When I saw the film version of the musical Chicago a few years ago, I had no idea that the story was drawn from true cases. I thought it was just sensational entertainment, a perception that would probably distress playwright Maurine Watkins. Watkins was a Chicago Tribune court reporter in 1924 who covered a string of highly-publicized cases featuring women who murdered men. In these cases, if the women were beautiful, they were found innocent; if not so pretty, the men in the jury found them guilty. Watkins was so profoundly troubled by these events that she wrote a play. Her drama Chicago was intended to shock audiences with the injustice and spectical created by the courts and newspapers. The 1926 play was a hit on Broadway and then toured the nation.
Author Douglas Perry tells about Watkins and the attention-seeking murderesses in his new book The Girls of Murder City: Fame, Lust, and the Beautiful Killers Who Inspired Chicago. While he recounts the crimes of five women, he focuses on two - Beulah Annan and Belva Brown. Filmgoers will recognize Beulah as the model for Roxie Hart in the play and the later musical. Like Roxie, Beulah shot her lover in her appartment and called her fawning husband to ask what to do. To the police and reporters she wavered between claiming innocence and admitting her guilt. Called by the newspapers "Beautiful Beulah" and the "prettiest murderess," at no point did she seem the least bit distressed that her lover died. She hoped the publicity from the case would help her become a movie star.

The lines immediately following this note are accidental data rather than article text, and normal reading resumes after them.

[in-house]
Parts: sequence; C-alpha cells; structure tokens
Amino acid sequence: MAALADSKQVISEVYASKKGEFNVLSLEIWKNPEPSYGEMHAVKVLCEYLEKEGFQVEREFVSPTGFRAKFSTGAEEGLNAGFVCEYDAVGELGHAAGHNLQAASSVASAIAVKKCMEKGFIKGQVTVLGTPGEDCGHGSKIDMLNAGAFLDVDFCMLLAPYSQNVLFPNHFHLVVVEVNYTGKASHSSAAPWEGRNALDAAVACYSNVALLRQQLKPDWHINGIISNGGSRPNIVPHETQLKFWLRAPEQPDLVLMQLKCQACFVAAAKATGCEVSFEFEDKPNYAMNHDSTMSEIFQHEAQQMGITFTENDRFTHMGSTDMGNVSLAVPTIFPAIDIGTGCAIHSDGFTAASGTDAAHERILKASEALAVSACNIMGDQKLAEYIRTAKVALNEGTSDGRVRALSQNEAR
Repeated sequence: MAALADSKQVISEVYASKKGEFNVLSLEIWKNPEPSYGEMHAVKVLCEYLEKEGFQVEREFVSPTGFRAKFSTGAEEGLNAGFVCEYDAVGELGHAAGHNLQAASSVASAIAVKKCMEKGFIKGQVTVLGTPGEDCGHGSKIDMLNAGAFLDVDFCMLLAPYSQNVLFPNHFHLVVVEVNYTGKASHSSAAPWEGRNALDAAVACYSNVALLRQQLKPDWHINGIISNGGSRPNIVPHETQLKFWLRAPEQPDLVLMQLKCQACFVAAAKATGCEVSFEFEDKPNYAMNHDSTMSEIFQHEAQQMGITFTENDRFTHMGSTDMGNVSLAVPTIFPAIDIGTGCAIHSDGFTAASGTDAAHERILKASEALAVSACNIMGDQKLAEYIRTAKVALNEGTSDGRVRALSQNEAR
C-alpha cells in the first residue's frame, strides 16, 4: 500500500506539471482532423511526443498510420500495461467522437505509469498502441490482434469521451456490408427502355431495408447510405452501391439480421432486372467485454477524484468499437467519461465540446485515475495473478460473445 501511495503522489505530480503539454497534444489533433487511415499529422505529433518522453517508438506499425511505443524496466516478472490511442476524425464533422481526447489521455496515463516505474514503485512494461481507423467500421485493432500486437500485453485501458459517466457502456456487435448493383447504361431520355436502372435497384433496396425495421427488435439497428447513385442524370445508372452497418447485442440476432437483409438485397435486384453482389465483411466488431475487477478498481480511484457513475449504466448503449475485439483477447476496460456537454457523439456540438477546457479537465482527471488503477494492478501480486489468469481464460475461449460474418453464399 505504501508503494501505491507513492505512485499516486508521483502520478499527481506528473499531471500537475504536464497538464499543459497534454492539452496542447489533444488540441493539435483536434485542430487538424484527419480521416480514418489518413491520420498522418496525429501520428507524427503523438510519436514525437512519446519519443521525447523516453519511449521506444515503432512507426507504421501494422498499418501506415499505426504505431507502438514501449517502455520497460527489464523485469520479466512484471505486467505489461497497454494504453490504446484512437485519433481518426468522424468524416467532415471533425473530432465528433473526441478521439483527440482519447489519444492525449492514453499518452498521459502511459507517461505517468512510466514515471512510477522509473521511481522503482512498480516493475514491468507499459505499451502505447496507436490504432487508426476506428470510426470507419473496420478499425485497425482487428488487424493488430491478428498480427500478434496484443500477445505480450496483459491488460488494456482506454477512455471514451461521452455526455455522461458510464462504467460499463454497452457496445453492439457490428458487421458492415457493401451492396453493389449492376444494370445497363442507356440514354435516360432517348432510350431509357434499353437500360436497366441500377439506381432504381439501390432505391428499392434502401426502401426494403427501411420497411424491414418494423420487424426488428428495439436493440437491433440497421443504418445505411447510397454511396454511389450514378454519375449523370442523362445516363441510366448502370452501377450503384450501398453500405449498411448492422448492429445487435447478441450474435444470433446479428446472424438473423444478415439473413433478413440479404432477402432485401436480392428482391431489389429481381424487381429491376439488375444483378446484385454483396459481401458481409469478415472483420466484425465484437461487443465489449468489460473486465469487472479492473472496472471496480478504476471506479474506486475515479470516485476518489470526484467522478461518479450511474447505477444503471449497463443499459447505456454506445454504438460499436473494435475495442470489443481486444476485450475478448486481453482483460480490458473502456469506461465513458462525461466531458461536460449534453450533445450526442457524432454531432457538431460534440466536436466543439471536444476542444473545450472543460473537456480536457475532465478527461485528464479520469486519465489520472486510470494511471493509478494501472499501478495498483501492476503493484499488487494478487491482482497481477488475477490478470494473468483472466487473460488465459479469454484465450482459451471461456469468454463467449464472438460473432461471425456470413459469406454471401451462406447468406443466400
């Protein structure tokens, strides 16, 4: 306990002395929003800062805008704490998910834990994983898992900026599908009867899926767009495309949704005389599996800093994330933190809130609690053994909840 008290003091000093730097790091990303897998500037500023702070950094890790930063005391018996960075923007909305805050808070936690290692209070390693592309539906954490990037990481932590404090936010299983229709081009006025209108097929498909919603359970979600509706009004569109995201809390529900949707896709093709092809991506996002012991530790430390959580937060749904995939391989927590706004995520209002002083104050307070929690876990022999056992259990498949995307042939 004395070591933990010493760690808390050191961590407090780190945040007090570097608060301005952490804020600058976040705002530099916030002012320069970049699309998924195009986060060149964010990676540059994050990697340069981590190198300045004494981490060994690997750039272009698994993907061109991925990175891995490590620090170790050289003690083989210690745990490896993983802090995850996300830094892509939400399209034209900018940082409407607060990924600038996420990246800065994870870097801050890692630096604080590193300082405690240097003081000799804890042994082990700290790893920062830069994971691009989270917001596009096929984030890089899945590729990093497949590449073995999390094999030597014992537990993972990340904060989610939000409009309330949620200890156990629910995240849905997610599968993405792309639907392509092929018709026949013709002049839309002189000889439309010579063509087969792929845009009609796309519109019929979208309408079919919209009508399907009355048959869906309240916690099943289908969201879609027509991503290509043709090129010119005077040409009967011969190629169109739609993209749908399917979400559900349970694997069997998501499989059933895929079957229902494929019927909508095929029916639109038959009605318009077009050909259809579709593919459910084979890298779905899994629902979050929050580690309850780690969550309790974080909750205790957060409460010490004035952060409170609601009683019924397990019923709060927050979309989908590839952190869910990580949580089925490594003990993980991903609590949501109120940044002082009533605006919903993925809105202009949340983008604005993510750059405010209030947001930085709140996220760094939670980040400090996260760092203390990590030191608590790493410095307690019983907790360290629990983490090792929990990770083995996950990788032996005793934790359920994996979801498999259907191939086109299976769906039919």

Before her murder case, Belva Brown was known as the dance hall girl who had married a rich older man and then divorced him dramatically. Like Beulah, she enjoyed sitting with a circle of reporters spinning tales about what she did and her future plans. She was also the woman who advised all the other women in the Cook County Jail how to dress for their court appearances. Just as in the movie, these jailed women seemed to be at liberty to visit each other and entertain guests in their cells.
In The Girls of Murder City, Perry describes 1924 Chicago as a city wracked with crime, much related to breaking Prohibition laws. Citizen wanting to witness all the lurid events flock to court hearings and funerals. Newspapers were the hot media of the time.
The Girls of Murder City joins Devil in the White City and Sin in the Second City as a sort of trilogy about classic Chicago crime. All are great reading narratives that may attract fiction readers to cross over the nonfiction line.
Perry, Douglas. The Girls of Murder City: Fame, Lust, and the Beautiful Killers Who Inspired Chicago. Viking, 2010. ISBN 9780670021970